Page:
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Okay, so that’s the stats, time to dish out the gongs and the rotten toms.

The stinkers

Let’s get these out of the way eh? I should emphasise that all of the opinions are based on what happened at the time and things may have improved since then.

The Botany Bay

Worst dining experience of the year from a culinary point of view was undoubtedly The Botany Bay, an evening that was only saved from being truly hideous by the patience and good humour of my wife.

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Botany Bay. Go for the view rather than the food.

2. Gustavo’sNow sadly defunct Gustavo’s turned the pizzeria experience into a marathon from which I thought I was never going to escape.

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Gustavo’s. Their mysteriously non-functioning pizza oven is still in the building though no-one’s set up shop.

3. Cafe de l’OpéraI asked the waiter for a Coca Light, he brought me an espresso. What a prick. Tourist Paris at its very worst. Doesn’t merit a picture.

Special mentions go to BFI Riverside and Vapiano for having such charmless staff that I didn’t even order anything.

The Good Stuff

In no particular order ten of the best of 2016.

Autograf

Save it for winter because they tee you up with rye bread and pig fat before giving you some serious amounts of wholesome Polish food.

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Autograf on Green Lanes. If you like pig this is the place for you.

2. Standard TandooriThe go to Indian for the last twenty years. I couldn’t leave them out of a top 10, Tariq would kill me.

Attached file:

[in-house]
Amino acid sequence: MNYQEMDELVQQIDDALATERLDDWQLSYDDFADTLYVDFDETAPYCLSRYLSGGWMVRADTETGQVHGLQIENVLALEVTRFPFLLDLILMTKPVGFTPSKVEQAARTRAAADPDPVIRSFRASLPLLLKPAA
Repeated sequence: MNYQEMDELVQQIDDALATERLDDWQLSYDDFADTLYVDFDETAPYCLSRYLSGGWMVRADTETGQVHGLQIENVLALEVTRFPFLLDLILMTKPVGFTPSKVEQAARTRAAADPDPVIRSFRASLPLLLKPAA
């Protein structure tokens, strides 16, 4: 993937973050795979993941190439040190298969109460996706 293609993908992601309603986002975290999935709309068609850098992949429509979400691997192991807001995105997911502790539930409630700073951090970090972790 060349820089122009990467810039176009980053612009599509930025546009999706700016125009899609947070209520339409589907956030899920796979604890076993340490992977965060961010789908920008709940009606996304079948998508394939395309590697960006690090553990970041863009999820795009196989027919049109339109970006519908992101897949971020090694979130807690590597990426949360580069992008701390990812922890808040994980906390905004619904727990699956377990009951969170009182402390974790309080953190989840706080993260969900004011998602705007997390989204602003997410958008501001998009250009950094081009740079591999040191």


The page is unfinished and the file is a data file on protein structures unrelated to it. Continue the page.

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The décor occasionally changes but everything else remains reassuringly the same at the Standard.

3. Bistro AixAs authentic a French bistro as you’re likely to find in Crouch End or any other London ‘burb. Good cooking, great value and friendly service. A real find.

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Bistro Aix – the set meal is a bargain.

4. De BelhamelCanalside eating in Amsterdam and a good laid-back feel in the room. I liked it.

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De Belhamel – the best of a good weekend in Amsterdam.

5. KaramayIt felt like dining in someone’s front room but in a good way. Uighur cuisine at its best, or so my Uighur savvy fellow diner informed me.

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Karamay – recommended for a post-rugby feast.

6. Rule’sSometimes you want to leave a restaurant light of wallet and heavy of stomach. Rule’s will do that for you in style.

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Rule’s banquette. Sat on by some mighty ass.

7. VagenendeOn the recommendation of Ian Nairn we found Vagenende largely unchanged since his visit in 1968. A good thing.

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Vagenende – keeping up standards on the hell that can be Boulevard St. Germain

8. Pizza Express British MuseumLike the Standard an old reliable that hasn’t lost its charm over the years.